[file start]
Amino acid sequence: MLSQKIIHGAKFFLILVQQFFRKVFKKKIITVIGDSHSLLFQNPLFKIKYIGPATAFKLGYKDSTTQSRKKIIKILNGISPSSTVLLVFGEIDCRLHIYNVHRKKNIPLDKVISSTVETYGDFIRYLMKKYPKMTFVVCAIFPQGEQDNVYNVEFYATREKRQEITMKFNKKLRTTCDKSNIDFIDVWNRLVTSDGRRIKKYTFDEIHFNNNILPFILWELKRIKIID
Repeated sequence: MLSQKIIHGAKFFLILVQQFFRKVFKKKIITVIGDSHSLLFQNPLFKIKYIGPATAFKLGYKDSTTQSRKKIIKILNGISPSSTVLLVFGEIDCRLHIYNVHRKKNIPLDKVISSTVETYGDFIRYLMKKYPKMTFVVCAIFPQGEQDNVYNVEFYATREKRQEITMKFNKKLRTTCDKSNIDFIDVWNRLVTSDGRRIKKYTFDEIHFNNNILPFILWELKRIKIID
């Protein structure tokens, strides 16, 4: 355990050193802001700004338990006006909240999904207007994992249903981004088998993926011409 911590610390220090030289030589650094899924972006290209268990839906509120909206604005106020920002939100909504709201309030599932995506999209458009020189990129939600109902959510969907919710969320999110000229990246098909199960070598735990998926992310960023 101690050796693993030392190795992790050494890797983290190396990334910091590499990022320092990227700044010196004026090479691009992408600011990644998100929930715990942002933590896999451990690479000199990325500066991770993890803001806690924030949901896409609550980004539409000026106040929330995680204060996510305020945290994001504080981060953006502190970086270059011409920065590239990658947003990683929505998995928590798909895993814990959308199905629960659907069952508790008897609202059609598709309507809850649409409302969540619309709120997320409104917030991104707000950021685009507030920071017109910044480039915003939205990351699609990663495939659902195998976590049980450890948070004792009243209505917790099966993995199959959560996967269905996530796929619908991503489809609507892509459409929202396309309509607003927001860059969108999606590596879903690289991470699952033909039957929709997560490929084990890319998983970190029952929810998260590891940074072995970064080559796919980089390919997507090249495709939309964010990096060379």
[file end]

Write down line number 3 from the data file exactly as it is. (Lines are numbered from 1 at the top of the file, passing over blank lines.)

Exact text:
């Protein structure tokens, strides 16, 4: 355990050193802001700004338990006006909240999904207007994992249903981004088998993926011409 911590610390220090030289030589650094899924972006290209268990839906509120909206604005106020920002939100909504709201309030599932995506999209458009020189990129939600109902959510969907919710969320999110000229990246098909199960070598735990998926992310960023 101690050796693993030392190795992790050494890797983290190396990334910091590499990022320092990227700044010196004026090479691009992408600011990644998100929930715990942002933590896999451990690479000199990325500066991770993890803001806690924030949901896409609550980004539409000026106040929330995680204060996510305020945290994001504080981060953006502190970086270059011409920065590239990658947003990683929505998995928590798909895993814990959308199905629960659907069952508790008897609202059609598709309507809850649409409302969540619309709120997320409104917030991104707000950021685009507030920071017109910044480039915003939205990351699609990663495939659902195998976590049980450890948070004792009243209505917790099966993995199959959560996967269905996530796929619908991503489809609507892509459409929202396309309509607003927001860059969108999606590596879903690289991470699952033909039957929709997560490929084990890319998983970190029952929810998260590891940074072995970064080559796919980089390919997507090249495709939309964010990096060379």